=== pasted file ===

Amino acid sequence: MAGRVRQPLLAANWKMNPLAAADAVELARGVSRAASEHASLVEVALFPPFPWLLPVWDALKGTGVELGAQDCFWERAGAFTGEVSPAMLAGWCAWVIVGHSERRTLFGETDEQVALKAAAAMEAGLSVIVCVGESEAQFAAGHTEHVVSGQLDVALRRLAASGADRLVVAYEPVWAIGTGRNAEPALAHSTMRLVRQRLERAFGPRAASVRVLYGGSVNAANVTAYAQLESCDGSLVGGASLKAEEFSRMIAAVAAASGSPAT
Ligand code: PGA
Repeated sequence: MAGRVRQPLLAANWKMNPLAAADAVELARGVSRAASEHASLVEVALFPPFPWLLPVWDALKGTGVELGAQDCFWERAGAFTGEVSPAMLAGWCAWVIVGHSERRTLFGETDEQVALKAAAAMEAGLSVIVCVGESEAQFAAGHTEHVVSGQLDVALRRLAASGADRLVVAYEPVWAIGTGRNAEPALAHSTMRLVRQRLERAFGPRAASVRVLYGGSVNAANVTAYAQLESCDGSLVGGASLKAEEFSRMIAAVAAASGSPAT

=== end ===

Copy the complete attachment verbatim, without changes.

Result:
Amino acid sequence: MAGRVRQPLLAANWKMNPLAAADAVELARGVSRAASEHASLVEVALFPPFPWLLPVWDALKGTGVELGAQDCFWERAGAFTGEVSPAMLAGWCAWVIVGHSERRTLFGETDEQVALKAAAAMEAGLSVIVCVGESEAQFAAGHTEHVVSGQLDVALRRLAASGADRLVVAYEPVWAIGTGRNAEPALAHSTMRLVRQRLERAFGPRAASVRVLYGGSVNAANVTAYAQLESCDGSLVGGASLKAEEFSRMIAAVAAASGSPAT
Ligand code: PGA
Repeated sequence: MAGRVRQPLLAANWKMNPLAAADAVELARGVSRAASEHASLVEVALFPPFPWLLPVWDALKGTGVELGAQDCFWERAGAFTGEVSPAMLAGWCAWVIVGHSERRTLFGETDEQVALKAAAAMEAGLSVIVCVGESEAQFAAGHTEHVVSGQLDVALRRLAASGADRLVVAYEPVWAIGTGRNAEPALAHSTMRLVRQRLERAFGPRAASVRVLYGGSVNAANVTAYAQLESCDGSLVGGASLKAEEFSRMIAAVAAASGSPAT